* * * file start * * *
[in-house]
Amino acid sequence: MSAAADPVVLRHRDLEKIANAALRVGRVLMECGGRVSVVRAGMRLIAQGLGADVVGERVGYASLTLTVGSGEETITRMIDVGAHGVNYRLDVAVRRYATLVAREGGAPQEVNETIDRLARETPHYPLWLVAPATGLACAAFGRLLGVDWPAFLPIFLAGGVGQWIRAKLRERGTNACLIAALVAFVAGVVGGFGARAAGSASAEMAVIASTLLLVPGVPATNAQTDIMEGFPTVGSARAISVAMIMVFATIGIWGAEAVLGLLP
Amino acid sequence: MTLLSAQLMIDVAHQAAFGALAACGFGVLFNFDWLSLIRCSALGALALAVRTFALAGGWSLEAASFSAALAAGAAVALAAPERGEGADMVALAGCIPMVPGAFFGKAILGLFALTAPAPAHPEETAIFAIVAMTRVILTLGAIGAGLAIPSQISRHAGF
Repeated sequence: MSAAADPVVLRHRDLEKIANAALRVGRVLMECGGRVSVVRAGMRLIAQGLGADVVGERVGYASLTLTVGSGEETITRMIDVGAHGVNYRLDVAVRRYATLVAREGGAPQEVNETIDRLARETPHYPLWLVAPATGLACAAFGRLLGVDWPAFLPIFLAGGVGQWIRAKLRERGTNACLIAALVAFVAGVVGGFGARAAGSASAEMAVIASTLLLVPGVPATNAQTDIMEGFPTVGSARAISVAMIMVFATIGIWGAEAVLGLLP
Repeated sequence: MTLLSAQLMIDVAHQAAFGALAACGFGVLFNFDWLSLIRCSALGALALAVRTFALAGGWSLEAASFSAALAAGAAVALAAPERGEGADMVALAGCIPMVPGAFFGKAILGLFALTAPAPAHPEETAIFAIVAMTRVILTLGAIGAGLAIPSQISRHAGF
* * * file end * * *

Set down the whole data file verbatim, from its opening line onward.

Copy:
[in-house]
Amino acid sequence: MSAAADPVVLRHRDLEKIANAALRVGRVLMECGGRVSVVRAGMRLIAQGLGADVVGERVGYASLTLTVGSGEETITRMIDVGAHGVNYRLDVAVRRYATLVAREGGAPQEVNETIDRLARETPHYPLWLVAPATGLACAAFGRLLGVDWPAFLPIFLAGGVGQWIRAKLRERGTNACLIAALVAFVAGVVGGFGARAAGSASAEMAVIASTLLLVPGVPATNAQTDIMEGFPTVGSARAISVAMIMVFATIGIWGAEAVLGLLP
Amino acid sequence: MTLLSAQLMIDVAHQAAFGALAACGFGVLFNFDWLSLIRCSALGALALAVRTFALAGGWSLEAASFSAALAAGAAVALAAPERGEGADMVALAGCIPMVPGAFFGKAILGLFALTAPAPAHPEETAIFAIVAMTRVILTLGAIGAGLAIPSQISRHAGF
Repeated sequence: MSAAADPVVLRHRDLEKIANAALRVGRVLMECGGRVSVVRAGMRLIAQGLGADVVGERVGYASLTLTVGSGEETITRMIDVGAHGVNYRLDVAVRRYATLVAREGGAPQEVNETIDRLARETPHYPLWLVAPATGLACAAFGRLLGVDWPAFLPIFLAGGVGQWIRAKLRERGTNACLIAALVAFVAGVVGGFGARAAGSASAEMAVIASTLLLVPGVPATNAQTDIMEGFPTVGSARAISVAMIMVFATIGIWGAEAVLGLLP
Repeated sequence: MTLLSAQLMIDVAHQAAFGALAACGFGVLFNFDWLSLIRCSALGALALAVRTFALAGGWSLEAASFSAALAAGAAVALAAPERGEGADMVALAGCIPMVPGAFFGKAILGLFALTAPAPAHPEETAIFAIVAMTRVILTLGAIGAGLAIPSQISRHAGF